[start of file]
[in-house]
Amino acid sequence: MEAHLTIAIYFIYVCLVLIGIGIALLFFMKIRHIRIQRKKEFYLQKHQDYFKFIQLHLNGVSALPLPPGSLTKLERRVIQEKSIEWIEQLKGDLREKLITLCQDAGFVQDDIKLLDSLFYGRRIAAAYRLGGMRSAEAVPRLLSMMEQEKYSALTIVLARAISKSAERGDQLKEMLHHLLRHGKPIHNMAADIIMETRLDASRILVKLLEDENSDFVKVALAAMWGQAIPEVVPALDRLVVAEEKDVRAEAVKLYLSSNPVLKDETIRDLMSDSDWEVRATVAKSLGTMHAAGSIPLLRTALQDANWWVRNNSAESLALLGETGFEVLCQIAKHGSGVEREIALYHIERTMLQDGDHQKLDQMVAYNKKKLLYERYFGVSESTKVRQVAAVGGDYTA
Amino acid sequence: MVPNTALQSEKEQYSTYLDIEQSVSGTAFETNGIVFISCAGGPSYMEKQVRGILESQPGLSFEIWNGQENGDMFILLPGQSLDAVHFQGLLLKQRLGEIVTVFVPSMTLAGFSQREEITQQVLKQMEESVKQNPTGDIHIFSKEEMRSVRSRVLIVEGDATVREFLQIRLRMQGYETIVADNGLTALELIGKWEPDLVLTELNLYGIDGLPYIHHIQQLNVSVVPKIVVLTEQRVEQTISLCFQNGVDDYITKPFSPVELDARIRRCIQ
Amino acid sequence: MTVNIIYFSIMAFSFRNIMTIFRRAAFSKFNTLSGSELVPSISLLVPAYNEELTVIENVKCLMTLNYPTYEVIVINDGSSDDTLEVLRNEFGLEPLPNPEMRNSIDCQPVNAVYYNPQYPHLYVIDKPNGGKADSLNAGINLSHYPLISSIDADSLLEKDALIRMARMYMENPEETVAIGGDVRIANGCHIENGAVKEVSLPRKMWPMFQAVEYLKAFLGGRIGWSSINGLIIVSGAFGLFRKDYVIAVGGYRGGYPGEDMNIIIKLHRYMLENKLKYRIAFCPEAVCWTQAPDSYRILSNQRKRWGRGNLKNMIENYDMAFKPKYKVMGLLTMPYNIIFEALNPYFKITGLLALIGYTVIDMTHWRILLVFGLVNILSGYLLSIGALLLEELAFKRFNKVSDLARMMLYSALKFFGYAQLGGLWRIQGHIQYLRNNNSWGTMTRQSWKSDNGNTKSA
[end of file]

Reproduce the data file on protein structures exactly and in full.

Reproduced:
[in-house]
Amino acid sequence: MEAHLTIAIYFIYVCLVLIGIGIALLFFMKIRHIRIQRKKEFYLQKHQDYFKFIQLHLNGVSALPLPPGSLTKLERRVIQEKSIEWIEQLKGDLREKLITLCQDAGFVQDDIKLLDSLFYGRRIAAAYRLGGMRSAEAVPRLLSMMEQEKYSALTIVLARAISKSAERGDQLKEMLHHLLRHGKPIHNMAADIIMETRLDASRILVKLLEDENSDFVKVALAAMWGQAIPEVVPALDRLVVAEEKDVRAEAVKLYLSSNPVLKDETIRDLMSDSDWEVRATVAKSLGTMHAAGSIPLLRTALQDANWWVRNNSAESLALLGETGFEVLCQIAKHGSGVEREIALYHIERTMLQDGDHQKLDQMVAYNKKKLLYERYFGVSESTKVRQVAAVGGDYTA
Amino acid sequence: MVPNTALQSEKEQYSTYLDIEQSVSGTAFETNGIVFISCAGGPSYMEKQVRGILESQPGLSFEIWNGQENGDMFILLPGQSLDAVHFQGLLLKQRLGEIVTVFVPSMTLAGFSQREEITQQVLKQMEESVKQNPTGDIHIFSKEEMRSVRSRVLIVEGDATVREFLQIRLRMQGYETIVADNGLTALELIGKWEPDLVLTELNLYGIDGLPYIHHIQQLNVSVVPKIVVLTEQRVEQTISLCFQNGVDDYITKPFSPVELDARIRRCIQ
Amino acid sequence: MTVNIIYFSIMAFSFRNIMTIFRRAAFSKFNTLSGSELVPSISLLVPAYNEELTVIENVKCLMTLNYPTYEVIVINDGSSDDTLEVLRNEFGLEPLPNPEMRNSIDCQPVNAVYYNPQYPHLYVIDKPNGGKADSLNAGINLSHYPLISSIDADSLLEKDALIRMARMYMENPEETVAIGGDVRIANGCHIENGAVKEVSLPRKMWPMFQAVEYLKAFLGGRIGWSSINGLIIVSGAFGLFRKDYVIAVGGYRGGYPGEDMNIIIKLHRYMLENKLKYRIAFCPEAVCWTQAPDSYRILSNQRKRWGRGNLKNMIENYDMAFKPKYKVMGLLTMPYNIIFEALNPYFKITGLLALIGYTVIDMTHWRILLVFGLVNILSGYLLSIGALLLEELAFKRFNKVSDLARMMLYSALKFFGYAQLGGLWRIQGHIQYLRNNNSWGTMTRQSWKSDNGNTKSA